Irish fortunes


October 17, 2013

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Two thousand two hundred and seventy days doesn’t sound like all that long.

Nevertheless that’s the available timeframe during which EU member states must begin to pick up the pace of clean energy development, generation and use.

And, despite its recent financial and economic turmoil, Ireland is no exception.

For, in common with other EU member states, Ireland is legally obliged to ensure that by 2020, at least 16% of all energy consumed is generated from renewables.

It’s also the primary reason why the Irish Wind Energy Association (IWEA) expects to see €4.7bn invested in onshore wind energy over the next 6 years.

Indeed, by the end of September alone, 119 new initiatives had signed contracts to accept grid connections.

That was a notable generator submission uptick. And something that was encouraged as part of the Gate 3 Offer project – a government led initiative to prompt generators to increase the volume of grid connection applications.

In any case, what this all means for Irish wind power is that the country is suddenly set for a significant surge in wind energy operating capacity.

2.75GW to be precise. A figure that almost doubles the current level of electricity generated by wind in Ireland and that looks set to provide a significant uplift in employment and export potential to boot.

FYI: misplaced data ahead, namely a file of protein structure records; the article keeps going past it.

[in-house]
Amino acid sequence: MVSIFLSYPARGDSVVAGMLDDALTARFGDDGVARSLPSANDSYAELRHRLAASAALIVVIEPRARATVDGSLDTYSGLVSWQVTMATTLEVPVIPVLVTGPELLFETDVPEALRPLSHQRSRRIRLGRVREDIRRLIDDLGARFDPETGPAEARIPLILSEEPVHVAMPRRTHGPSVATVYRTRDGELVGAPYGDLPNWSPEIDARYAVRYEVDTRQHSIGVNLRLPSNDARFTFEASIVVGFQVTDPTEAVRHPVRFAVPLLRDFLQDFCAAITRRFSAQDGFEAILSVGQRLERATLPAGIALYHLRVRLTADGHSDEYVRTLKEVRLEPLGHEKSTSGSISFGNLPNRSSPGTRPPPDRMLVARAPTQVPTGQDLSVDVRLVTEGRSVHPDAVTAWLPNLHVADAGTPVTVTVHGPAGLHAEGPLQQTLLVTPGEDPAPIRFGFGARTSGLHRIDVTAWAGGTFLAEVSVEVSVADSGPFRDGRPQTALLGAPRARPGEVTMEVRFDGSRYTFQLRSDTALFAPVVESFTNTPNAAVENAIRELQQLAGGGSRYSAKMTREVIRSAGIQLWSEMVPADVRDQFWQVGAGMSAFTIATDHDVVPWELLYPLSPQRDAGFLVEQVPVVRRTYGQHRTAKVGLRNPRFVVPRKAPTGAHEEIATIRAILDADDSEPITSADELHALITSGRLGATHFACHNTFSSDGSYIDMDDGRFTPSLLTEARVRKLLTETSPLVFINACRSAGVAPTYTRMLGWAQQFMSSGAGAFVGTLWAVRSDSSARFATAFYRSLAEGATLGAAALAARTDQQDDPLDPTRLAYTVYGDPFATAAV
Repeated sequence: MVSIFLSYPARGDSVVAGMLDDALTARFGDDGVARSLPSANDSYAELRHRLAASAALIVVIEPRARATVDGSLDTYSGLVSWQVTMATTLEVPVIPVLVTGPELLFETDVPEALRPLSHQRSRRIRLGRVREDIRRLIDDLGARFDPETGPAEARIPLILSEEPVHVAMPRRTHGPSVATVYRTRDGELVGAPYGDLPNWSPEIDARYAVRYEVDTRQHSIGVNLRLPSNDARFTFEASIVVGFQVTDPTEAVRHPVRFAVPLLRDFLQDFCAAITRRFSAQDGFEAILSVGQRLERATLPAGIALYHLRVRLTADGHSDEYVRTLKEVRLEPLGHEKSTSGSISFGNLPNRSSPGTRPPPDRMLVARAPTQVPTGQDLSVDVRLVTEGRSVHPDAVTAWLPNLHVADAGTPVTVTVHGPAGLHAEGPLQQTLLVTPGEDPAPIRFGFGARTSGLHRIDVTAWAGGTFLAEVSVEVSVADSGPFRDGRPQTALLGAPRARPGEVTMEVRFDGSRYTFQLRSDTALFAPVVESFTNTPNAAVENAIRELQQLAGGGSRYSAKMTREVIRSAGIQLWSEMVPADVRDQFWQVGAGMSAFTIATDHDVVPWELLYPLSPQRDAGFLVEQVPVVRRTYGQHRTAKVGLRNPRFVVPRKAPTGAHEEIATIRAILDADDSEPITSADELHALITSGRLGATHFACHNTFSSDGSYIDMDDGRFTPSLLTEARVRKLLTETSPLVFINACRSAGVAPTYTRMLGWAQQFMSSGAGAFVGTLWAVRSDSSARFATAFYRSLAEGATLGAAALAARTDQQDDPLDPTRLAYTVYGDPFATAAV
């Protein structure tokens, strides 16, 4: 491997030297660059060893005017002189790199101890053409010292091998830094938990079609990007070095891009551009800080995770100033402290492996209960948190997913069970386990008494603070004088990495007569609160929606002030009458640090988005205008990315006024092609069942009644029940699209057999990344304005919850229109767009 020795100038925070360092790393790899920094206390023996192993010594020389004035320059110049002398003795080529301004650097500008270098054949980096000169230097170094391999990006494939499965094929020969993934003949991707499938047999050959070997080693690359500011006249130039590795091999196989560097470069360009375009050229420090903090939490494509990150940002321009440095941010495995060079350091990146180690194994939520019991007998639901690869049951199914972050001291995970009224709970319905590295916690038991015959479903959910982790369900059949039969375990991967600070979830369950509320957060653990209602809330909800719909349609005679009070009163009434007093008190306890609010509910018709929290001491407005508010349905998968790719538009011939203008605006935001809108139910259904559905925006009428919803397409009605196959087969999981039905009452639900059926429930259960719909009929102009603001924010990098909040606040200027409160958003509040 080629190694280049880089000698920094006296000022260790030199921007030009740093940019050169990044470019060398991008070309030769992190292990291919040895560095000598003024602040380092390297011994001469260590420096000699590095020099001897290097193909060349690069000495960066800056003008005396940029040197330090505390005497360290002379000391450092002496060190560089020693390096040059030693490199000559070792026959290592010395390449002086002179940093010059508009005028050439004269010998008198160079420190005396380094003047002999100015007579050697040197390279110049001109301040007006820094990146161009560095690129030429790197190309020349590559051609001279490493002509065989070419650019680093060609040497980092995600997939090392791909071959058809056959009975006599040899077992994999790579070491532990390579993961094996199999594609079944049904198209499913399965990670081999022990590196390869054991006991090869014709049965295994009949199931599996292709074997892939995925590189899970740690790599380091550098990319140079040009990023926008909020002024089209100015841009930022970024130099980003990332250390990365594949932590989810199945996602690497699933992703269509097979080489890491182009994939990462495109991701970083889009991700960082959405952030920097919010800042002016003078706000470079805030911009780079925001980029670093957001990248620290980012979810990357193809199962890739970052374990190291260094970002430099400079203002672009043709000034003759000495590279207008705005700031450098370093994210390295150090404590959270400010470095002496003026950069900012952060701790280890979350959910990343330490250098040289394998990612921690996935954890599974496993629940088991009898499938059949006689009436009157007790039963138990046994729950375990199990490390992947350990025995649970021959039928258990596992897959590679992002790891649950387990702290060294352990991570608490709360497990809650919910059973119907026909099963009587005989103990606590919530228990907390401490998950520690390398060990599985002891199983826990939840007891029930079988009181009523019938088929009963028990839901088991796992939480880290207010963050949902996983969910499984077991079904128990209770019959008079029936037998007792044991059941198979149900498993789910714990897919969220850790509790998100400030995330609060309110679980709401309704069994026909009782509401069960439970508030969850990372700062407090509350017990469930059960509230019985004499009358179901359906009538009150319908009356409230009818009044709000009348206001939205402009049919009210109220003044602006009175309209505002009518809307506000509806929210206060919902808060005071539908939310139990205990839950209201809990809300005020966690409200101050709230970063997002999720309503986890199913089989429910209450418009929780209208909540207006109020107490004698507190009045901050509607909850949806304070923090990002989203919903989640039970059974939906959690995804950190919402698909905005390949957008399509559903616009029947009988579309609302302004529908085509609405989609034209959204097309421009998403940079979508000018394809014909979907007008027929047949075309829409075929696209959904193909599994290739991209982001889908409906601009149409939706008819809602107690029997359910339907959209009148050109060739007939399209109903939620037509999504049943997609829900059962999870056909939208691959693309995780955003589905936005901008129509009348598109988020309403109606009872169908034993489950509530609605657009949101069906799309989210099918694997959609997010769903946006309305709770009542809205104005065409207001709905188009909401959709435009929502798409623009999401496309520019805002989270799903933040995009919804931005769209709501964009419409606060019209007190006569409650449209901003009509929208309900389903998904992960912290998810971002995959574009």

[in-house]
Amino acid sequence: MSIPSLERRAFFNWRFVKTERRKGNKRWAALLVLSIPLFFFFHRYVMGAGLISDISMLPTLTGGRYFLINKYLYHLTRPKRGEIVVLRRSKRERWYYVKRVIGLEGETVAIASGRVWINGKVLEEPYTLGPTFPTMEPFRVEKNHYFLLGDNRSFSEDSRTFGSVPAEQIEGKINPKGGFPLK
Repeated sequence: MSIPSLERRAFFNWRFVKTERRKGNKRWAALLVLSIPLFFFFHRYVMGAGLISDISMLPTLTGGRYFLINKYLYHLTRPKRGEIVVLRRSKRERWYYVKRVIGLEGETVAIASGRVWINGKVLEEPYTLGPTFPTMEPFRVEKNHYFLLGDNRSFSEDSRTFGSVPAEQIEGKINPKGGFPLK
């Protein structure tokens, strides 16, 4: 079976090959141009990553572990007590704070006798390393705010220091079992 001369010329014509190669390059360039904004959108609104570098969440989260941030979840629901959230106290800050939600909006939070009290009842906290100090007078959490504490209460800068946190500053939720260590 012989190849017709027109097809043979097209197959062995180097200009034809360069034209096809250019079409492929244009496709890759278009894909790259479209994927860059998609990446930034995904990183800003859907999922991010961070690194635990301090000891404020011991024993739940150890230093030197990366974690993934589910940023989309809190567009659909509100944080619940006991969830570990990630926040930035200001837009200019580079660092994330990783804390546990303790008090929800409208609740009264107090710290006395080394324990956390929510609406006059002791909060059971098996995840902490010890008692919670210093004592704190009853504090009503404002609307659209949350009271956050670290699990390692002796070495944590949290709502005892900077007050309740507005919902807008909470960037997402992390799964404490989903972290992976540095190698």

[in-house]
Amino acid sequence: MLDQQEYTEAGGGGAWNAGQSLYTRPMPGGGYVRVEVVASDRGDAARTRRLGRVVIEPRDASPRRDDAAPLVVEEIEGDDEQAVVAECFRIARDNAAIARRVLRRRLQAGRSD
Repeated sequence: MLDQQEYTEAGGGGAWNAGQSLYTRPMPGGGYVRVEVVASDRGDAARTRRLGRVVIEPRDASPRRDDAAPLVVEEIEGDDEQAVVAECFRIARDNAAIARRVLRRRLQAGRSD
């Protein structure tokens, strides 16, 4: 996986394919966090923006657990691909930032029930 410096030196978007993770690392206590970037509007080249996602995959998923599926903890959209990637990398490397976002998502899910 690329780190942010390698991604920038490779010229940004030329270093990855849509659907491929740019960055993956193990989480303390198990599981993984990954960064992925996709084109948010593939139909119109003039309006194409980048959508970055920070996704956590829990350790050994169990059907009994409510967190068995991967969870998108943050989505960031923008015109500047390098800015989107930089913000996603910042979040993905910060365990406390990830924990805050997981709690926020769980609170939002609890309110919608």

And with Ireland already having generated 5.5% of gross final energy through renewable means in 2010, that focus on wind energy as an export market has become an increasingly attractive economic opportunity.

It’s also the reason why, all the way back in January, senior UK and Irish politicians clamoured to claim credit for the establishment of a memorandum of understanding for the large-scale exportation of electricity to the UK grid.

Under the terms of the deal, associated Irish wind developers and generators would effectively be able to benefit from UK clean energy incentives, while transporting power through high capacity subsea interconnectors, running from coast to coast.

Based on comments made by Irish energy minister, Pat Rabbitte, last week, the initial timeframe to sign and commit to the deal may have slipped. However, the minister maintained that a deal would be formalised and in place early in 2014. Something that Pat thinks will boost the Irish economy while enabling the UK to hit its ambitious 2020 targets.

Meanwhile, the clock keeps ticking. For everyone’s sake, let’s hope he’s right.

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